Don’t Blame the Pumpkin Shortage on Rain (or Starbucks).

Carving pumpkins--such as this one nestled in a field--are safe from the shortage this fall. 

Carving pumpkins--such as this one nestled in a field--are safe from the shortage this fall. 

You've probably already heard that there's a pumpkin shortage this year. Libby's, the leader in canned pumpkin, announced its crop might be as much as half the normal amount. That’s a potential for 45 million fewer pies this season.

How did this shortage come about? In short, rain. Lots of rain. Illinois, which is home to 80% of the nation’s pumpkin production was hit with rain---10 inches more than normal from May through July. Too much rain, and the pumpkin fields wash out. There won’t be a shortage of jack-o-lanterns because pumpkins that are grown for carving grow in different regions of the country.

As Libby’s spokeswoman Roz O’Hearn explained, “Harvest, in a good year, continues through the month of October. Due to the poor yields, we completed the 2015 harvest last week.”

While it seems Mother Nature is largely to blame for the pumpkin shortage, is our seemingly insatiable demand for anything pumpkin-flavored between September and December at fault? Perhaps. But Starbucks pumpkin spice lattes don’t actually involve any of the crop itself--just spices in the spirit of pumpkin, you might say.

Not only that, but we’ve actually been in this exact predicament before. Back in 2009, news clippings read almost identically to this year’s news releases. Take a look at the Chicago Tribune coverage in 2009 and last week. O’Hearn delivers similar news about shortages for both these growing seasons. After the 2009 shortage, in 2010,  Libby’s had planted more pumpkins to prepare for shortages. Will we read the same news about Libby’s recovery in 2016 papers?

How could a virtually identical pumpkin supply problem happen twice within six years? Certainly weather is always hard to predict and virtually impossible to control--which will become even more difficult in an El Niño year like this one and as climate change worsens--but perhaps there are systematic solutions.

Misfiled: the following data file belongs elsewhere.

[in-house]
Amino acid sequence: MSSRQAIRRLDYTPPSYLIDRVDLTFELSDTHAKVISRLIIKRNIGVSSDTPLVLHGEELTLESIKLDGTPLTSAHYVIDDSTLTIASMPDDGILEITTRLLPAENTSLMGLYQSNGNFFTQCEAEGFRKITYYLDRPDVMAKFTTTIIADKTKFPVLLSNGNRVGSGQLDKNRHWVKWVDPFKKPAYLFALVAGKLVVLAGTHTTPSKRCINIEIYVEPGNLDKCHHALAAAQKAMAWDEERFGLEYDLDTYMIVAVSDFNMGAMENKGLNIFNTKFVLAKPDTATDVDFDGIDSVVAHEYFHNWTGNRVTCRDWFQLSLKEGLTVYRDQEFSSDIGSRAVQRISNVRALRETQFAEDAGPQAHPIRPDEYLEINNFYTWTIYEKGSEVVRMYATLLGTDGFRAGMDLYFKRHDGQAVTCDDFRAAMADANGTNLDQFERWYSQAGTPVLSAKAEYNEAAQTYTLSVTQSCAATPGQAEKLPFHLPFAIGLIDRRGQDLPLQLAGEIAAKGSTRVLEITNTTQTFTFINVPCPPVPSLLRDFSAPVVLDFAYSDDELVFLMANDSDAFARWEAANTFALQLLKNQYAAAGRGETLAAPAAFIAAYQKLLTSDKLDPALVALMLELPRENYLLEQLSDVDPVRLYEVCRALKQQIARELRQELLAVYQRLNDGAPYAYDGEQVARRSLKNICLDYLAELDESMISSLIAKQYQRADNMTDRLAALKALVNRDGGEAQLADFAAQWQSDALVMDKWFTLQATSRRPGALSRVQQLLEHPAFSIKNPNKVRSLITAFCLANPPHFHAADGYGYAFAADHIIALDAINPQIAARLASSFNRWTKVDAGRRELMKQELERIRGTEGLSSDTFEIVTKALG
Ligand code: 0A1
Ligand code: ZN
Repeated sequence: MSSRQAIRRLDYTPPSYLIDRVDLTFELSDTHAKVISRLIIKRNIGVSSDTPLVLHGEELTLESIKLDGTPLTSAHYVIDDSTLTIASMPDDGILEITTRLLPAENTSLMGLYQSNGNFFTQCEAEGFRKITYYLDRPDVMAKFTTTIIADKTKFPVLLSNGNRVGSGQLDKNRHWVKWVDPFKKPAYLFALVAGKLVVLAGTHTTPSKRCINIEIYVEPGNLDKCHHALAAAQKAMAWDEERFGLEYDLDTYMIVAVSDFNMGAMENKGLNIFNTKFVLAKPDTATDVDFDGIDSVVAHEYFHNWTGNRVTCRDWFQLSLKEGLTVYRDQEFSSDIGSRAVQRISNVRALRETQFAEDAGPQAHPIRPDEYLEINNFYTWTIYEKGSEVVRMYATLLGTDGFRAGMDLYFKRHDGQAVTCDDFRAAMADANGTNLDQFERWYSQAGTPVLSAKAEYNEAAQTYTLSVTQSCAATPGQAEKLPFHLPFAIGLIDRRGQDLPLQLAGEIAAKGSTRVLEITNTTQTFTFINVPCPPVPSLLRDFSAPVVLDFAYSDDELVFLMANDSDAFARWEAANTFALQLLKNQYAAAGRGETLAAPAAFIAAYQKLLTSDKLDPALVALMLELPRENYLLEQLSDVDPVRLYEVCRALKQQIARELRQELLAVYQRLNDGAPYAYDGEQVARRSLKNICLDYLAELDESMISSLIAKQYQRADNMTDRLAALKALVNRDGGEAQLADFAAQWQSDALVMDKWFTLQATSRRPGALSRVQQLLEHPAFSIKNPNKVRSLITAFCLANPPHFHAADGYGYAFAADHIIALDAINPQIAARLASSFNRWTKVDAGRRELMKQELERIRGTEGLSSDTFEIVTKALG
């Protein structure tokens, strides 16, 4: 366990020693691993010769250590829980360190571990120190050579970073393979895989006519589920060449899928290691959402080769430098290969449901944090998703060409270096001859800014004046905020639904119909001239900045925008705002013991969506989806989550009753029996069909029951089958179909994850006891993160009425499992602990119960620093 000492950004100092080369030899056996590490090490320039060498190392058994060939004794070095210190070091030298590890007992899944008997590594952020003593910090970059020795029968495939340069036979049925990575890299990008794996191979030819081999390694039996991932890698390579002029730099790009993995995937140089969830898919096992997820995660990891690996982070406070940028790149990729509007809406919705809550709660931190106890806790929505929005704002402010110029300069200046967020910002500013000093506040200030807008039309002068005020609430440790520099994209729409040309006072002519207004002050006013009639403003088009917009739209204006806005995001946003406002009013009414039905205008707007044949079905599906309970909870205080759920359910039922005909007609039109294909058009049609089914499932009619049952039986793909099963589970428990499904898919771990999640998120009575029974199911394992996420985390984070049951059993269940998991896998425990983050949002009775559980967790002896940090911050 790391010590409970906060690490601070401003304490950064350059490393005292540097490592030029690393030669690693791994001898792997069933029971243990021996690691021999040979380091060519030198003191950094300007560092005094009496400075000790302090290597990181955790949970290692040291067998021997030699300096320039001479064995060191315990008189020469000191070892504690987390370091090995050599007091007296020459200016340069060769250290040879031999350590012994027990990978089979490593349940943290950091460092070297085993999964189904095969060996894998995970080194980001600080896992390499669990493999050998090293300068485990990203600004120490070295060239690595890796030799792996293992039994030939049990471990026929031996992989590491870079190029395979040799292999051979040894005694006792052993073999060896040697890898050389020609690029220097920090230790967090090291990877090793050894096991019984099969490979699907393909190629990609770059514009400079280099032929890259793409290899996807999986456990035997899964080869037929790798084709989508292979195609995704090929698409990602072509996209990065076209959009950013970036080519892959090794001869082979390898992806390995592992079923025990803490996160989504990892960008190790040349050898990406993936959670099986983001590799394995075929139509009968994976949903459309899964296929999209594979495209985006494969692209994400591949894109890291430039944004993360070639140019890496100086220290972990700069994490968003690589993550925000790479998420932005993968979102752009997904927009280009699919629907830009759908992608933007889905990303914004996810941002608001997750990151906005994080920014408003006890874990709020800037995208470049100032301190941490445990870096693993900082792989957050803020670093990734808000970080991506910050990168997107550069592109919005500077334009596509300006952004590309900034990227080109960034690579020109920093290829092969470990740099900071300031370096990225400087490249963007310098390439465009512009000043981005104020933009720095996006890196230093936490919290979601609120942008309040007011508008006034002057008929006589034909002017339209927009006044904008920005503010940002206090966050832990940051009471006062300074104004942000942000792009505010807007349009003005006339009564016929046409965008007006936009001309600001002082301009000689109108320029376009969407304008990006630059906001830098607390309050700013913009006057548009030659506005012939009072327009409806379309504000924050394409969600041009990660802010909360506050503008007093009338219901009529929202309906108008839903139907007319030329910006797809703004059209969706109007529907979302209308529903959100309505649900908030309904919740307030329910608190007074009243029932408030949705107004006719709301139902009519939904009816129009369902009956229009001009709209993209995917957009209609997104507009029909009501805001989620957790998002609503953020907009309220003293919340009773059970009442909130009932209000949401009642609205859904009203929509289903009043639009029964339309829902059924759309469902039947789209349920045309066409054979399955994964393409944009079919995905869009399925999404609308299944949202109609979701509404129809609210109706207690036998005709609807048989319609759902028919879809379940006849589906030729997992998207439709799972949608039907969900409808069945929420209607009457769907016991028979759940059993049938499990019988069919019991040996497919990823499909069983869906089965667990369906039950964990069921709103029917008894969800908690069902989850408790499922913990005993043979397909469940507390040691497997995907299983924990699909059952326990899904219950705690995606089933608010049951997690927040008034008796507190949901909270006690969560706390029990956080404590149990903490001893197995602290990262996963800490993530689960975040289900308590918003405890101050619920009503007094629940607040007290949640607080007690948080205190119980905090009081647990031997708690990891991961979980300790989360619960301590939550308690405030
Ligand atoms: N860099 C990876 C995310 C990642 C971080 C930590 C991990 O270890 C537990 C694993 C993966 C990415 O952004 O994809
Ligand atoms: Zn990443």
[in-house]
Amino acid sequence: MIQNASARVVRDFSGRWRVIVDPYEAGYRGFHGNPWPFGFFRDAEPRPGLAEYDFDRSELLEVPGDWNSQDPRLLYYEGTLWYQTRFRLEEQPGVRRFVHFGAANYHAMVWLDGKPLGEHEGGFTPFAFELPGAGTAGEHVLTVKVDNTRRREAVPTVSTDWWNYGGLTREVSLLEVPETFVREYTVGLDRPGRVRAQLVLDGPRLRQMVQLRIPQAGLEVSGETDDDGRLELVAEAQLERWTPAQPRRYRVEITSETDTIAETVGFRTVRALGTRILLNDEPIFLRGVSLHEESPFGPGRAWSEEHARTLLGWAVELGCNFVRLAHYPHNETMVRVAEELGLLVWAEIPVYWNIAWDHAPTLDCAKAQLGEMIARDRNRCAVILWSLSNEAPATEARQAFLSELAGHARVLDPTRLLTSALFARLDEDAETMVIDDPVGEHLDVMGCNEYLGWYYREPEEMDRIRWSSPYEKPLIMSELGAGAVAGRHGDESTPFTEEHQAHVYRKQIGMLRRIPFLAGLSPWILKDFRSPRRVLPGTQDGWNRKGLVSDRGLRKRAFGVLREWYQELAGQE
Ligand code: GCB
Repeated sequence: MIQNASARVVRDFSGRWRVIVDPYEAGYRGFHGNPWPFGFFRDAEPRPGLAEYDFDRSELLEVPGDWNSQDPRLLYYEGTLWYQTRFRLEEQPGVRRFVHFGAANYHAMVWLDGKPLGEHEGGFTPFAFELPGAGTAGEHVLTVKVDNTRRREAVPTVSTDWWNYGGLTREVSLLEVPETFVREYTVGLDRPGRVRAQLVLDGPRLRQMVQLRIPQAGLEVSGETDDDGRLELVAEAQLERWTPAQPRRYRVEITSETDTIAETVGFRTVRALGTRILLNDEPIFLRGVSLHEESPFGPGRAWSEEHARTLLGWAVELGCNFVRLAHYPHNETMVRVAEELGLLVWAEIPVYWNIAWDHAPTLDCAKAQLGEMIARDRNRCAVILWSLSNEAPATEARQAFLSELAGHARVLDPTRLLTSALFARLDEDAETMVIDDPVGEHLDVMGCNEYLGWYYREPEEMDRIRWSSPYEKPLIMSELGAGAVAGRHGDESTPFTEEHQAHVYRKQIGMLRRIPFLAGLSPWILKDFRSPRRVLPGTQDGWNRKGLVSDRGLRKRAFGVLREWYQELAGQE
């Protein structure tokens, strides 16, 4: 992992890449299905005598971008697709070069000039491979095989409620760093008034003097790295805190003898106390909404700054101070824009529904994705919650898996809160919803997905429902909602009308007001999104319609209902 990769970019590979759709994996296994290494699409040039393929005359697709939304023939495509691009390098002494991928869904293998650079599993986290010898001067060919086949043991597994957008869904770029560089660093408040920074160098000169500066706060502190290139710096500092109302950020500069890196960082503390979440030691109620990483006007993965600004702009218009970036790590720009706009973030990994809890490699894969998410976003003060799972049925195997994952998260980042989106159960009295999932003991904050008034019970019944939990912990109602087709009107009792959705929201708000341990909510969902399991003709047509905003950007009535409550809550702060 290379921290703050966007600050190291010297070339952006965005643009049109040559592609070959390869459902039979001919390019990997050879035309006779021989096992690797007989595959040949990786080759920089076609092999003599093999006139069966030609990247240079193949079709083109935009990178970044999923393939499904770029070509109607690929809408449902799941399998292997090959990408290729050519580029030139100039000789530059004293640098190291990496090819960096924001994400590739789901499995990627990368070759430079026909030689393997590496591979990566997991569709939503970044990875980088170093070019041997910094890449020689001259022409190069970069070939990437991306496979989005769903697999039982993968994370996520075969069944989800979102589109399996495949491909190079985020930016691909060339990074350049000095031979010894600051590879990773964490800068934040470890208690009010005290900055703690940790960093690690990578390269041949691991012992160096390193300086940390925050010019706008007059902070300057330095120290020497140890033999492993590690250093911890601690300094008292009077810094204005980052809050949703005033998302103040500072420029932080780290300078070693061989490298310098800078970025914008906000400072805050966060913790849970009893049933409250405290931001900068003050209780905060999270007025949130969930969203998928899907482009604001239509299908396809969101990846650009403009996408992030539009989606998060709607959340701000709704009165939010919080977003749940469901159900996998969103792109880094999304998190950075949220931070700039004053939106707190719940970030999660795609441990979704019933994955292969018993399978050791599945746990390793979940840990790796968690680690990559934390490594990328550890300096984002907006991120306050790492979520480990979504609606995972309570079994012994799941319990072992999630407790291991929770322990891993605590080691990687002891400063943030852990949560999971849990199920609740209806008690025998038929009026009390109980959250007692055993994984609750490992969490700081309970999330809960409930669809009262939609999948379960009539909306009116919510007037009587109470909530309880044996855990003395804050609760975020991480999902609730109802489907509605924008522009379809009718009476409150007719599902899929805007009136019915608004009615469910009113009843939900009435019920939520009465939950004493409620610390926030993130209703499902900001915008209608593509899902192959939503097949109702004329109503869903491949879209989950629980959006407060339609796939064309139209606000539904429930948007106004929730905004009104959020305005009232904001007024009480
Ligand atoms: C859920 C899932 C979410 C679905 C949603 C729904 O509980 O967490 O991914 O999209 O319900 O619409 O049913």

Photo source: USDA. 

Photo source: USDA. 

Libby’s history illustrates how a single company can become the epicenter for one food commodity. The company was founded in 1875 by Charles and Arthur Libby. For most of the company’s history Libby’s has been the subsidiary of a larger corporation. First, Swift & Co. acquired the company in 1920 and then Nestlé bought it from Swift in 1971.

Swift & Co, as you might remember from our previous story about the meatpacking entrepreneur Gustavus Swift, processed meat. Libby's originally produced canned meat and only moved into the canned pumpkin business as it began expanding its canned food selection. After Nestlé acquired the company in 1971, parts of Libby’s were sold off bit by bit until all Nestle retained was Libby's canned pumpkins. For Nestlé, what came along with keeping the canned pumpkin business is the world's major production site of pumpkin puree: A pumpkin canning plant in Morton, Illinois.

In 1920, Libby's chose Morton as the home of its pumpkin cannery. Today, the cannery still stands and is surrounded with 5,000 acres of pumpkin fields.

With one hundred years of the same company, in the same place, controlling the same product for the entire world, one can’t help but ask if a little diversity along the way would have prevented excessive rainfall from reducing the national pumpkin supply by one third...repeatedly. To truly avoid these kinds of shortages, Libby’s could have multiple canning facilities or cultivation centers. But, what if more companies other than Libby’s had a significant share of the market? If there was someone else to lose business too, would Libby’s or other companies have incentive to cultivate in different regions or innovate solutions for exceptionally rainy season to avoid these periodic shortages.

Because there aren’t many alternative sources for pumpkin puree, it’s possible that a pumpkin shortage isn’t exactly a financial or marketing catastrophe for Libby’s. In 2009, and probably again this year, customers dash to the grocery store, hoarding Libby’s pumpkin puree because they heard the crop is short after heavy rain. Nothing makes you appreciate yummy pumpkin pie or a nostalgic brand as much as when you might not be able to get it when you want it most.

Starbucks gets a lot of eye rolls and blame when the pumpkin craze of fall hits, but is Libby’s responsible for fueling a more chronic addiction to pumpkin? Libby’s, after all, provided cooks a much easier alternative to roasting, scraping and mashing their own pumpkins into puree in the 1920s. Without the convenience Libby’s introduced, would we expect as much pumpkin pie as we do today? Is Starbucks our scapegoat for a habit that’s been a century in the making?

Do you think people will be drinking Pumpkin Spice Lattes 100 years from now?

Other links: Libby’s has a product finder, which might be especially handy this season.